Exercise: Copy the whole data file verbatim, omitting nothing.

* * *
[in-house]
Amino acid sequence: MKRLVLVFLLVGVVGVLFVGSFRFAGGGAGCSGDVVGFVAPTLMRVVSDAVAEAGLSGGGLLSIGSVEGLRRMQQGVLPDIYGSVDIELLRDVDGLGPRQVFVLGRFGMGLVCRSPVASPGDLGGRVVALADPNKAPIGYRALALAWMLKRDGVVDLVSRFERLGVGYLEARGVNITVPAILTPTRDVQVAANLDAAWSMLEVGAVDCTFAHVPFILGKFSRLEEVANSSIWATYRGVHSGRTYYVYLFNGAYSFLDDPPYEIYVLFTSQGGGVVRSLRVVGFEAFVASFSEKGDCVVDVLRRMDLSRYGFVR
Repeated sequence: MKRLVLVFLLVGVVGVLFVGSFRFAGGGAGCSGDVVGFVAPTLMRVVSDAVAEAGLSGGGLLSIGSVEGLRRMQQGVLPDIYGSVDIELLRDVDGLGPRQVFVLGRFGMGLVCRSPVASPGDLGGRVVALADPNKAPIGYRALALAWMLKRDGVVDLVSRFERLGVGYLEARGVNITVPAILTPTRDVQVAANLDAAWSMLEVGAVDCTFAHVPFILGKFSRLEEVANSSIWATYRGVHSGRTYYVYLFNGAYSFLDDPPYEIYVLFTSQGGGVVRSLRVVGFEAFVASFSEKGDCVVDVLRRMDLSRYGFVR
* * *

[in-house]
Amino acid sequence: MKRLVLVFLLVGVVGVLFVGSFRFAGGGAGCSGDVVGFVAPTLMRVVSDAVAEAGLSGGGLLSIGSVEGLRRMQQGVLPDIYGSVDIELLRDVDGLGPRQVFVLGRFGMGLVCRSPVASPGDLGGRVVALADPNKAPIGYRALALAWMLKRDGVVDLVSRFERLGVGYLEARGVNITVPAILTPTRDVQVAANLDAAWSMLEVGAVDCTFAHVPFILGKFSRLEEVANSSIWATYRGVHSGRTYYVYLFNGAYSFLDDPPYEIYVLFTSQGGGVVRSLRVVGFEAFVASFSEKGDCVVDVLRRMDLSRYGFVR
Repeated sequence: MKRLVLVFLLVGVVGVLFVGSFRFAGGGAGCSGDVVGFVAPTLMRVVSDAVAEAGLSGGGLLSIGSVEGLRRMQQGVLPDIYGSVDIELLRDVDGLGPRQVFVLGRFGMGLVCRSPVASPGDLGGRVVALADPNKAPIGYRALALAWMLKRDGVVDLVSRFERLGVGYLEARGVNITVPAILTPTRDVQVAANLDAAWSMLEVGAVDCTFAHVPFILGKFSRLEEVANSSIWATYRGVHSGRTYYVYLFNGAYSFLDDPPYEIYVLFTSQGGGVVRSLRVVGFEAFVASFSEKGDCVVDVLRRMDLSRYGFVR